OPP: I'm instantly attracted to the color and composition of your paintings. Personally, I find them very beautiful. Are you making horrible events more beautiful than they are or are you revealing some terrible beauty that already exists in tragic events? OPP: Tell me about your process of collecting and organizing the source imagery for your paintings.
DS: I was pulling these abstract frames from events around the world down to my desktop for months before I started painting from them. I just wanted to think about them, to not forget.
I began collecting images to remind myself about color and mood, and then I slowly started organizing images into vague categories by type or subject: crowds, building collapse, under sea, above sea. OPP: Talk about your instinct to create order out of chaos. You've mentioned it as part of your process.
Do you see this as an aesthetic instinct specific to artists or as human one? I read these pieces as a meditation on the similarities and differences between our culturally constructed, collective fantasies about wilderness and our personal, idiosyncratic experiences of kitschy, manufactured goods that are evocative of childhood in the 80s and 90s. Can you tell us about your intentions with this body of work? You have extensive—almost aggressive—materials lists for each piece. Many viewers don't read material lists—some don't even read titles!
They are ingredient based poems. Pots of gold and rainbows and the red balloon! The work fluctuates between moments of experiencing Teddy Grams, Honey Combs and Cheerios as concrete objects and believing in their function as symbols, bridging disparate perspectives on how myth functions. But this isn't your average nostalgia. What is it? What did she mean to you then? Do you think of that desire differently now that you look back at it as an adult?
Both explore the expectations placed on us by our families and the surrounding culture to perform gender in a prescribed way. But your mother represents a different position in each of the videos.
What was it like working with your mother in this way? Is she simply a performer in the videos, or was she also a part of the conceptualizing of these videos? What have you learned about that place in the process of making your work?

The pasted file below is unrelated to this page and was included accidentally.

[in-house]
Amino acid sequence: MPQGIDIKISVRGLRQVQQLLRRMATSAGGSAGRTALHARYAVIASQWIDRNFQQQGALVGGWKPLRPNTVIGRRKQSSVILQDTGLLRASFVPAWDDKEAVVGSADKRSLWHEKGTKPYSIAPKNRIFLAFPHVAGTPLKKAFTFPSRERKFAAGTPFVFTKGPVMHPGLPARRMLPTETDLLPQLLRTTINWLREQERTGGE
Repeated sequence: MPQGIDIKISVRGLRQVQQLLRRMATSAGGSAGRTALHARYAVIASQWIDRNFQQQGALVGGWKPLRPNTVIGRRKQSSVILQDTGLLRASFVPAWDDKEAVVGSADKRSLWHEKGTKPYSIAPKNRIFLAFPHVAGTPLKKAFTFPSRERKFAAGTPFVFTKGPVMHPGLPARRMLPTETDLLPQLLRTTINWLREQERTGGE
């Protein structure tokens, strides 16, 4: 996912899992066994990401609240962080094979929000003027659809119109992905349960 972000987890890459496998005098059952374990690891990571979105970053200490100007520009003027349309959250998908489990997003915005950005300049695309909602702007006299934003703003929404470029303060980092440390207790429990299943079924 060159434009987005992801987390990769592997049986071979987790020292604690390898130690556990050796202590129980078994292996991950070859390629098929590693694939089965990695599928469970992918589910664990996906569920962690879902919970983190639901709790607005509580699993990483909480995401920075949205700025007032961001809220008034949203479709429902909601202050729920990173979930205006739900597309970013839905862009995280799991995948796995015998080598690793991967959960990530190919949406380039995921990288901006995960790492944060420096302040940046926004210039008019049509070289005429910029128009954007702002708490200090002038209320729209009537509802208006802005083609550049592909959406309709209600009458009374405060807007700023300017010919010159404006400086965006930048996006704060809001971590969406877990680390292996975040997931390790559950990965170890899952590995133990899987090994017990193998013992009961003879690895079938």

Identity, gender and the performative in Christo and Jeanne-Claude's work [ Joachim Stark] on tiopuncthodisli.ga *FREE* shipping on qualifying offers. Essay from. Identity, gender and the performative in Christo and Jeanne-Claude's work - Joachim Stark - Essay - Art - Installation / Action/Performance Art / Modern Art.
So you're probably noticing that things look a bit different here. Our old blogging platform, Posterous, shuts its virtual doors later in April due to acquisition by Twitter, but Posthaven has been created by Posterous's original founders as a way to continue their mission of offering simple, classy blogging. Posthaven is in public beta and doesn't currently support visual customization -- so we're in aesthetic 'basic mode' for a while here while the Posthaven gurus ramp up their platform to full speed.
You might also see a few typos in the tags that Posthaven is working to fix. Bear with us! For now, we are loving the new, larger format and lovely high-res images!
Norm lives in Brooklyn, New York. It seems to be your favorite material, and you stretch its capabilities in a lot of directions. What does it offer that other sculpture materials can't? I'm not sure if you are a Michael Jordan fan, but I suspect your interest in basketball—or baseball or football—isn't purely artistic, aesthetic or critical. Do you identify as a sports fan? He was the first sports figure to become a global brand. Just watch some highlights, maybe the Slam Dunk Contest , and you will find that Jordan is a Hellenistic sculptor and a performance artist.
He uses the aesthetics of Michelangelo to sell himself as a god within the Arena.